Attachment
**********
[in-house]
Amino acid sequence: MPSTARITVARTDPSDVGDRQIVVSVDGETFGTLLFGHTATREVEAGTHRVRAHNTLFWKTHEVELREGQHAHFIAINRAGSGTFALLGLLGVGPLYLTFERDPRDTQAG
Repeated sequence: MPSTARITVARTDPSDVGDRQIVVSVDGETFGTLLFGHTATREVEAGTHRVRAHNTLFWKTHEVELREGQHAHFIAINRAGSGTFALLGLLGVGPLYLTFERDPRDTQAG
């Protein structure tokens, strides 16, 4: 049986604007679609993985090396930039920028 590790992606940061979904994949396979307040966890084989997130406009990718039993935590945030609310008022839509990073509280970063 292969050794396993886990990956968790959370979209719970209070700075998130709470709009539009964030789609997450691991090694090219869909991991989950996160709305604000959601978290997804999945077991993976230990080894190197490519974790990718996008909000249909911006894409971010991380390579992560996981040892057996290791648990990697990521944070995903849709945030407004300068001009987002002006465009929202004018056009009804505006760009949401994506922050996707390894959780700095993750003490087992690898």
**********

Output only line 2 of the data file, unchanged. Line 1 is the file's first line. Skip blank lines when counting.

Amino acid sequence: MPSTARITVARTDPSDVGDRQIVVSVDGETFGTLLFGHTATREVEAGTHRVRAHNTLFWKTHEVELREGQHAHFIAINRAGSGTFALLGLLGVGPLYLTFERDPRDTQAG